Alexandria

By

This marks the nineteenth outing for the Roman informer (private detective) Marcus Didius Falco. Each book in the series centers on a specific Roman institution: the baths (Body in the Bathhouse), the beasts gathered for Roman games (Two for the Lions), or the water supply (Three Hands in the Fountain). This time it’s ancient libraries, with Falco paying a visit to the most famous of them all. As always, Falco has one foot firmly in the Roman world with meticulous observations of its customs, and the other in the contemporary world with all the conventions of a modern detective novel.

This time the relevant corpse is discovered in an unlocked room in a library, and the cast of suspects include those aspiring to the job of head librarian. Even in the quiet of a scholarly institution, Falco encounters a ravenous crocodile, apparently escaped from its pen, and chases one of the bad guys all the way to the top of one of the wonders of the ancient world.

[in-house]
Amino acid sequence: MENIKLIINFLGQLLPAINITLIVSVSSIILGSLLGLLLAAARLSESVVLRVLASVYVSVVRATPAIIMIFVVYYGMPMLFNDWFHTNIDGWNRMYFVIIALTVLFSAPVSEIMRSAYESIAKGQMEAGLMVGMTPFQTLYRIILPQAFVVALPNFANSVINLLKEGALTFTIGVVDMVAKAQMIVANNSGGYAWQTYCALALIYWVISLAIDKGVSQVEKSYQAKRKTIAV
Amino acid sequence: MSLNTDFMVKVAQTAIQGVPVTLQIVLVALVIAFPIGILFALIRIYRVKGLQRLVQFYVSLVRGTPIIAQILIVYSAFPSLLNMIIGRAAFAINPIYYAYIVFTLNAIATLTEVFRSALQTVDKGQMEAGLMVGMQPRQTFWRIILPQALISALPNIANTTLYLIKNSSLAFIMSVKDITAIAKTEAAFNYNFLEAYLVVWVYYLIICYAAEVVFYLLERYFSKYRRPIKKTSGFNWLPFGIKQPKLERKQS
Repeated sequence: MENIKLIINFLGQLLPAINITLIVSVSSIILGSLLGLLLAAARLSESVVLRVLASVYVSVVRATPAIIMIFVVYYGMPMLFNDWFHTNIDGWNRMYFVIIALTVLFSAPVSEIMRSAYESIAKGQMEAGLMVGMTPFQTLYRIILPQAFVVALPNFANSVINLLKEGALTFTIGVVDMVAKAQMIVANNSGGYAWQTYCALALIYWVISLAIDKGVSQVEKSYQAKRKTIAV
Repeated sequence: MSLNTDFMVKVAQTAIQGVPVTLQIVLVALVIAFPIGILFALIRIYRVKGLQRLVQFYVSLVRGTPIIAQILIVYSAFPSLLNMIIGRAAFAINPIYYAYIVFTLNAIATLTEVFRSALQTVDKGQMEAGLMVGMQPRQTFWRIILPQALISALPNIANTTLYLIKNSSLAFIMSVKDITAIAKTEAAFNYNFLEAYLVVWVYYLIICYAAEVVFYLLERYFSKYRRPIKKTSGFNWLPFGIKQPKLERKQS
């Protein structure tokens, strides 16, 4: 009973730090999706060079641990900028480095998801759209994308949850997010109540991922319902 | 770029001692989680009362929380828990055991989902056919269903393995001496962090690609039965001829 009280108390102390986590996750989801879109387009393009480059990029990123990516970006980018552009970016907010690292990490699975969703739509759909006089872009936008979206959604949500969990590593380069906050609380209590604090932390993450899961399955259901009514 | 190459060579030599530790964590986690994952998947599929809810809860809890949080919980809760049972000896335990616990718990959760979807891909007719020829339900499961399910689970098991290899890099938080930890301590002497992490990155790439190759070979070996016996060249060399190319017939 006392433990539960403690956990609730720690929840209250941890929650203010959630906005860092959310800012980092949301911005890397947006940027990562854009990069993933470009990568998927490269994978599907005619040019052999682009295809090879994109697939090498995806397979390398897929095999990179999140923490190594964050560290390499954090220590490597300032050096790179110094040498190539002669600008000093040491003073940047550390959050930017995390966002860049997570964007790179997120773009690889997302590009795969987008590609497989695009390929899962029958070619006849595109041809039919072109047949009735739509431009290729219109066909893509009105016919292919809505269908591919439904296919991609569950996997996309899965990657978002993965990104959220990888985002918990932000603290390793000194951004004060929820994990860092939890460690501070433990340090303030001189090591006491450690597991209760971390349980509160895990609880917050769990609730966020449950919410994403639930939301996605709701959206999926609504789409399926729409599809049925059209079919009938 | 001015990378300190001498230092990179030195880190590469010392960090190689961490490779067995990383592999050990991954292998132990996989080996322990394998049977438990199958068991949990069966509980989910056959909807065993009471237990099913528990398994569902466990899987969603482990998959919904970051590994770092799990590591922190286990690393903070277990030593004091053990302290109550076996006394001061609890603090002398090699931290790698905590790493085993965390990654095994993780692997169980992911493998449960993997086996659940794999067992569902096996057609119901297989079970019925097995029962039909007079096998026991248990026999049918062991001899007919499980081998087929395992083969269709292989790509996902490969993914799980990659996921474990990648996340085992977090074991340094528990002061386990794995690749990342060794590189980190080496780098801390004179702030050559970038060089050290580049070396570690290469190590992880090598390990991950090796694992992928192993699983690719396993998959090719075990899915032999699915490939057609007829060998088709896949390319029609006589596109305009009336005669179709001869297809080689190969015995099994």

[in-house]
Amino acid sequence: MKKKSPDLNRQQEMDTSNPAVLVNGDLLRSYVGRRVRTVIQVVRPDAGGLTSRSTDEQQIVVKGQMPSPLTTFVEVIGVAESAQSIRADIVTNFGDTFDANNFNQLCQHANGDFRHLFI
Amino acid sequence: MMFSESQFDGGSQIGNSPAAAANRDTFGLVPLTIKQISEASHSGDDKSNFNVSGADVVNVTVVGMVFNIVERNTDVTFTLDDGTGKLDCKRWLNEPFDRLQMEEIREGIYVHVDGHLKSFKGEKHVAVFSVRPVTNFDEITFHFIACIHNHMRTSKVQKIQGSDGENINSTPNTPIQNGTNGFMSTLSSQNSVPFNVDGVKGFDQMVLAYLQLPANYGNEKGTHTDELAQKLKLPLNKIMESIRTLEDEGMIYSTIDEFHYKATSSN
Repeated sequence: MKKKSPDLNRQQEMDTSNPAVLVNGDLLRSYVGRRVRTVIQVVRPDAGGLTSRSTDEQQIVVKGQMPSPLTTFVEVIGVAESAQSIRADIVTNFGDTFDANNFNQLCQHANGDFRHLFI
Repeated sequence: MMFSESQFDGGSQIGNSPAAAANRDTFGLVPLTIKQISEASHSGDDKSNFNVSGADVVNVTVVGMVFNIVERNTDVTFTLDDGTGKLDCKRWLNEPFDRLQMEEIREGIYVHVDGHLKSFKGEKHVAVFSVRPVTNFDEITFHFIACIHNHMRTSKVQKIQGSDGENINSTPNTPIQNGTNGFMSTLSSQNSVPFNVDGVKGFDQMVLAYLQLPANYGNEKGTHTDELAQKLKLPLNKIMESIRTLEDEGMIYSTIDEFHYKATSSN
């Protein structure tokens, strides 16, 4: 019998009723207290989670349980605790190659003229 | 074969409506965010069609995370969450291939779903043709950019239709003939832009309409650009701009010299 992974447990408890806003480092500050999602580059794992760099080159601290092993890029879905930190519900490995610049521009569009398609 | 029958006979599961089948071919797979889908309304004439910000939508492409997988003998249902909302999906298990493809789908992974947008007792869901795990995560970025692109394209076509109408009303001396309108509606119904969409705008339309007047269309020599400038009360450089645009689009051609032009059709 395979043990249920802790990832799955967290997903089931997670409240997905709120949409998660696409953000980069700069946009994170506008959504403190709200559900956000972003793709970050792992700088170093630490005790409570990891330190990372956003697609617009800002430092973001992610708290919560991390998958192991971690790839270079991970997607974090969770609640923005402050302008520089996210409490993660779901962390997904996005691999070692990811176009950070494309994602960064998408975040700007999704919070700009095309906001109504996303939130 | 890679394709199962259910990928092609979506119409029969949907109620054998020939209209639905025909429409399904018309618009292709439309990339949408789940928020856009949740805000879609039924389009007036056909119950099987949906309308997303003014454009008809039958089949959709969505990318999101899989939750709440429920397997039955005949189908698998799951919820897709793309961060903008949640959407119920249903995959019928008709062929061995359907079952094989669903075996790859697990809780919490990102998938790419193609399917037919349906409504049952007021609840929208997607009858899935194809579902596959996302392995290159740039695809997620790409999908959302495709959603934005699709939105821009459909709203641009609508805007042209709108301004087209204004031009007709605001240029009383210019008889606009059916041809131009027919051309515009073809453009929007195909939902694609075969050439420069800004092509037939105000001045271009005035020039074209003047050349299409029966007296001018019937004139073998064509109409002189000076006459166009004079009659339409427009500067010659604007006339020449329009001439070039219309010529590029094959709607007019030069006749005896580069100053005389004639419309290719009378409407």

Falco’s most difficult problems always come from dealing with his family, including in-laws, children, nieces, nephews, dogs, and a reprobate father, Falco’s wife, Helena Justina, helps him on all his cases, making them an ancient version of Nick and Nora but with watered wine in place of powerful cocktails.

This book is fun as always, even if Davis rarely gives us enough clues to give us a fair chance to figure out whodunnit. Recommended.

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,

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Century

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(US) $24.95
(UK) £18.99

ISBN
(US) 9780312379018
(UK) 9781846052873

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Hardback

Pages
338 (US), 288 (UK)

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